A new hope for the most aggressive cancers

Pancreatic cancer is one of the deadliest.

A new hope for the most aggressive cancers

Pancreatic cancer is one of the deadliest. Only 1% to 4% of those diagnosed survive. More than a decade ago, the laboratories of the company Oncomatryx, in Derio, Vizcaya, set out to find a cure against one of the most aggressive cancers known to date. Fifteen years later, they have created a conjugated antibody that opens new hope for these patients.

The high mortality of pancreatic cancer is explained by the fact that early detection is not easy and, almost always, when it is diagnosed it is already at a very advanced stage. In addition, the tumor manages to create a kind of cellular shield around the lesion that is known as the tumor microenvironment. In addition to helping it expand, it has a barrier effect for tumor drugs that, since they cannot pass through it, cannot attack damaged cells either.

These Biscayan laboratories then thought that the key to curing these aggressive cancers must lie in that tumor microenvironment and decided to focus their efforts on finding a way to penetrate that layer that surrounds the lesion and that makes it very difficult to cure. "It was something that no one had dared to work against," explained Laureano Simón, CEO of the company, during the presentation of the trials.

Thus, they first managed to detect the key protein that explains the existence of this tumor shield and then identify the cells that generate it in order to find a way to eliminate it. The result is OMTX705, a “very powerful” combined antibody, which in practice is three drugs in one and, as has been shown in the first laboratory tests, has hardly any side effects.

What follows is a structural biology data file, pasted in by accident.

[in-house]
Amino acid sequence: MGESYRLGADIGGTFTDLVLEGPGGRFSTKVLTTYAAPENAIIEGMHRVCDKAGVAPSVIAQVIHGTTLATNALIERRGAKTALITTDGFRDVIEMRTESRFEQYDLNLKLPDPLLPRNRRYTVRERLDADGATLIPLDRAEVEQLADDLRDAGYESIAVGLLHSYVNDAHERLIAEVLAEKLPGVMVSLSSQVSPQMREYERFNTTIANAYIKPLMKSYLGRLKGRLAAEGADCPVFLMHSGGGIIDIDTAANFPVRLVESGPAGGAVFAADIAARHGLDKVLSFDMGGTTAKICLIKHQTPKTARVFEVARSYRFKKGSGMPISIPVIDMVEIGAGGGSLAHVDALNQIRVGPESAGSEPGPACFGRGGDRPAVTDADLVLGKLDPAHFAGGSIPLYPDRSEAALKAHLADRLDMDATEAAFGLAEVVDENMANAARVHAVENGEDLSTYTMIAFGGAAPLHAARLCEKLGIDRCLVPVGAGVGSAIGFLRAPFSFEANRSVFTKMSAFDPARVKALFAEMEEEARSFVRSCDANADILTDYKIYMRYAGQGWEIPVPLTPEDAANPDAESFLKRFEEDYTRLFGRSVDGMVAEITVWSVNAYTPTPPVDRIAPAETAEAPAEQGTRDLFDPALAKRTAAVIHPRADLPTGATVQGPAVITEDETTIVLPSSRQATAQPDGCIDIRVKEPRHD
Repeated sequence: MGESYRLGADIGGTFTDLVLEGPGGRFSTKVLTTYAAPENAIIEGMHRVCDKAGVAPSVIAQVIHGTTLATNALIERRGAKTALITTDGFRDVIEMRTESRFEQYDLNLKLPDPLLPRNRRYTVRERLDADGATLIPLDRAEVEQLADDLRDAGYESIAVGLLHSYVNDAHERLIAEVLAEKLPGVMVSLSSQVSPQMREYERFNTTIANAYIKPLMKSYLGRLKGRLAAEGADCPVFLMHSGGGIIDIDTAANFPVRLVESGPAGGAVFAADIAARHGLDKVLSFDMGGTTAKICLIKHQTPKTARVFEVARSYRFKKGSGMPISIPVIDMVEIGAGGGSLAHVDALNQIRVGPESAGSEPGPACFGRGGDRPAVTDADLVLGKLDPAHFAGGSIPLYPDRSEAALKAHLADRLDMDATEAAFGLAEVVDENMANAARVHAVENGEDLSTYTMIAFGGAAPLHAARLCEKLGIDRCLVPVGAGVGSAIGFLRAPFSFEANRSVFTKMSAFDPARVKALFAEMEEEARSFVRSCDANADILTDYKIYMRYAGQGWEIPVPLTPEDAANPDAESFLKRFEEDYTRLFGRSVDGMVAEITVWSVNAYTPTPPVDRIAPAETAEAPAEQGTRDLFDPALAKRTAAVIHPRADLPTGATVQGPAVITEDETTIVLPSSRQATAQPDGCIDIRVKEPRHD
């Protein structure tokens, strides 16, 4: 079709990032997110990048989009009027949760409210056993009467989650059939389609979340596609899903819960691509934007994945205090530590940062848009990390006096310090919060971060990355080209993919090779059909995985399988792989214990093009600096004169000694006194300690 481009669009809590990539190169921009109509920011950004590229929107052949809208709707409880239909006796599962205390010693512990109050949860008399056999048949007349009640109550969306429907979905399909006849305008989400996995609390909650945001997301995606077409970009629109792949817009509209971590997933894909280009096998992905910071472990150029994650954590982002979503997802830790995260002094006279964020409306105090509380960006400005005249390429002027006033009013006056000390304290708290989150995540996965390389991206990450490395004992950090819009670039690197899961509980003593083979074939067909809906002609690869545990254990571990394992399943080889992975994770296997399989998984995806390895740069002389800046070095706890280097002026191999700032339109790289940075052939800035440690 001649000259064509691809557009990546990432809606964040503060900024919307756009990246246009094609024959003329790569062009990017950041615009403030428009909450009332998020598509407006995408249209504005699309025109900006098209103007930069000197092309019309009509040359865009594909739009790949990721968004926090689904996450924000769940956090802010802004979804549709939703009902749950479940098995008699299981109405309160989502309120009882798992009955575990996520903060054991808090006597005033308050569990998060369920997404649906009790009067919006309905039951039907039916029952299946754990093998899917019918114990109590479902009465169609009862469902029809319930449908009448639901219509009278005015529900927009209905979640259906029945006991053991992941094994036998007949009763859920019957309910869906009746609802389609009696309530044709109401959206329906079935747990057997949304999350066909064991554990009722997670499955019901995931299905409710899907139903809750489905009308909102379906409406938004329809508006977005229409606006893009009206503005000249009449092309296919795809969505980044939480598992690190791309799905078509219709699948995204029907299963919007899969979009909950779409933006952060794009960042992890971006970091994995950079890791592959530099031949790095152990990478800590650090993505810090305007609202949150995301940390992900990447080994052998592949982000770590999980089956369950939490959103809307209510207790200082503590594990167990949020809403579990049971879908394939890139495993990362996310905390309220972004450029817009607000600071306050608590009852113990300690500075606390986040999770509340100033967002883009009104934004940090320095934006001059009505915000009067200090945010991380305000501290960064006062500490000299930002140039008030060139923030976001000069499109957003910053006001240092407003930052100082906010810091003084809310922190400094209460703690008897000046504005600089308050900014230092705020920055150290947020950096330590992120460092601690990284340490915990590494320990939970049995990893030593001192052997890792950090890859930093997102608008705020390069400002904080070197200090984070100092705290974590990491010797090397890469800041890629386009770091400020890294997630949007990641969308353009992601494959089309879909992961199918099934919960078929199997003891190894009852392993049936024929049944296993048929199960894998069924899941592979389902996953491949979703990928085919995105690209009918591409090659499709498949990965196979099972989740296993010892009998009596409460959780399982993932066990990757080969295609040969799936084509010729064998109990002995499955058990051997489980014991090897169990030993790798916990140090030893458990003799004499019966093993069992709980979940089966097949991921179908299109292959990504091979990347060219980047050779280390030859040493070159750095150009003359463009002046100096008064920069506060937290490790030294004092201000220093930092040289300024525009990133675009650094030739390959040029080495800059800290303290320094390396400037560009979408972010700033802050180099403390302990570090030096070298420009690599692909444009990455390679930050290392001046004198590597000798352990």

"We are opening a new way to attack metastatic cancer," Simón acknowledged. And it is that the drug could also be effective in curing other tumors with high mortality that also develop that tumor microenvironment that acts as a shield against treatments. Among them is lung cancer, one of those with the highest incidence in humans and which is the leading cause of cancer mortality among men, and the third among women. It could also be useful against triple negative breast cancer.

The first tests that have already been carried out on animals invite optimism. The group of researchers has recognized that the results have been even better than they could have imagined. Simón has gone further and has predicted that his team is working with what in a few years will be an "important part of the treatment that the oncologist will be able to offer his patient." "It makes us believe strongly in the possibility that we will be able to cure a lot of disease caused by solid tumors," he added.

For this, the next step will be to overcome the clinical trials that have already been authorized by both the American Medicines Agency and the Spanish Medicines Agency. The drug will be tested from June on 150 patients from eight hospitals. One of them is the Beth Israel Hospital, at Harvard University, which will be in charge of leading the research in the United States. The list is completed by seven other Spanish hospitals: Val D`Hebron and the Catalan Institute of Oncology (ICO), in Catalonia; the Twelve of October and the MB Anderson Cancer Center, in Madrid; the Onkologikoa of San Sebastian; the Virgin of the Victory of Malaga; and the University Clinic of Navarra, in Pamplona.

The CEO of the company has defined this new stage of clinical trials as an "exciting moment" after 15 years of research and a total investment of 35 million euros. In addition, as he explained, if the drug repeats the good results obtained in animals in humans, both agencies would be in a position to speed up the permits. That is, if all goes according to plan, the OMTX705 could be available in hospitals within five years.


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